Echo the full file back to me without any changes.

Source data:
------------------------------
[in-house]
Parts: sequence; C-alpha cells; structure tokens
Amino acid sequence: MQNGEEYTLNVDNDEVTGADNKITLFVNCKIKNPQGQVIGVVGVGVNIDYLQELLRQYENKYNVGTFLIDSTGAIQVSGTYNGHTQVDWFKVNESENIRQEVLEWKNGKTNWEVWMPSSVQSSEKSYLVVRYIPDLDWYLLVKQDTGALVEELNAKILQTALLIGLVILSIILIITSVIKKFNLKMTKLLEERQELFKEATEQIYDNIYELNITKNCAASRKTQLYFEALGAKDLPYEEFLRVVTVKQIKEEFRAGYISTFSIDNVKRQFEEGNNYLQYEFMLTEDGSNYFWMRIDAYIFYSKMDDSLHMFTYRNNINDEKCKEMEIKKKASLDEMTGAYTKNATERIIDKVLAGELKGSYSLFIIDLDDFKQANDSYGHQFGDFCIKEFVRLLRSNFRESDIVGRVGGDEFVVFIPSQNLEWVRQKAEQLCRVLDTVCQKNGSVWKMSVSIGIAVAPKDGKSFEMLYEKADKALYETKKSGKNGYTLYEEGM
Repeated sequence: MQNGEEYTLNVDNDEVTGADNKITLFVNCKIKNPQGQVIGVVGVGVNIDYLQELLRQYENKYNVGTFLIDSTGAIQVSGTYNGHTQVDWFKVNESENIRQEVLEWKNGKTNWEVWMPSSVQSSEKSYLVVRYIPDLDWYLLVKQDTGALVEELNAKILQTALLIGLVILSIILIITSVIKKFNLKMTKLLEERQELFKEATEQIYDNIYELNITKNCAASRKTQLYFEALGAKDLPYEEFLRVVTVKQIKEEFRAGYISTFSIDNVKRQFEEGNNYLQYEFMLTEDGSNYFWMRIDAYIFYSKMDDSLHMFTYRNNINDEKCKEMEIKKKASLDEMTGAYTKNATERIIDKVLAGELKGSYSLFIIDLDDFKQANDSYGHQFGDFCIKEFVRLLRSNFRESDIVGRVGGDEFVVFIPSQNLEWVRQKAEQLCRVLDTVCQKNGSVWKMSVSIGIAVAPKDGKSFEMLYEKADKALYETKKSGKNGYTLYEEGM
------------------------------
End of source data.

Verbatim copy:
[in-house]
Parts: sequence; C-alpha cells; structure tokens
Amino acid sequence: MQNGEEYTLNVDNDEVTGADNKITLFVNCKIKNPQGQVIGVVGVGVNIDYLQELLRQYENKYNVGTFLIDSTGAIQVSGTYNGHTQVDWFKVNESENIRQEVLEWKNGKTNWEVWMPSSVQSSEKSYLVVRYIPDLDWYLLVKQDTGALVEELNAKILQTALLIGLVILSIILIITSVIKKFNLKMTKLLEERQELFKEATEQIYDNIYELNITKNCAASRKTQLYFEALGAKDLPYEEFLRVVTVKQIKEEFRAGYISTFSIDNVKRQFEEGNNYLQYEFMLTEDGSNYFWMRIDAYIFYSKMDDSLHMFTYRNNINDEKCKEMEIKKKASLDEMTGAYTKNATERIIDKVLAGELKGSYSLFIIDLDDFKQANDSYGHQFGDFCIKEFVRLLRSNFRESDIVGRVGGDEFVVFIPSQNLEWVRQKAEQLCRVLDTVCQKNGSVWKMSVSIGIAVAPKDGKSFEMLYEKADKALYETKKSGKNGYTLYEEGM
Repeated sequence: MQNGEEYTLNVDNDEVTGADNKITLFVNCKIKNPQGQVIGVVGVGVNIDYLQELLRQYENKYNVGTFLIDSTGAIQVSGTYNGHTQVDWFKVNESENIRQEVLEWKNGKTNWEVWMPSSVQSSEKSYLVVRYIPDLDWYLLVKQDTGALVEELNAKILQTALLIGLVILSIILIITSVIKKFNLKMTKLLEERQELFKEATEQIYDNIYELNITKNCAASRKTQLYFEALGAKDLPYEEFLRVVTVKQIKEEFRAGYISTFSIDNVKRQFEEGNNYLQYEFMLTEDGSNYFWMRIDAYIFYSKMDDSLHMFTYRNNINDEKCKEMEIKKKASLDEMTGAYTKNATERIIDKVLAGELKGSYSLFIIDLDDFKQANDSYGHQFGDFCIKEFVRLLRSNFRESDIVGRVGGDEFVVFIPSQNLEWVRQKAEQLCRVLDTVCQKNGSVWKMSVSIGIAVAPKDGKSFEMLYEKADKALYETKKSGKNGYTLYEEGM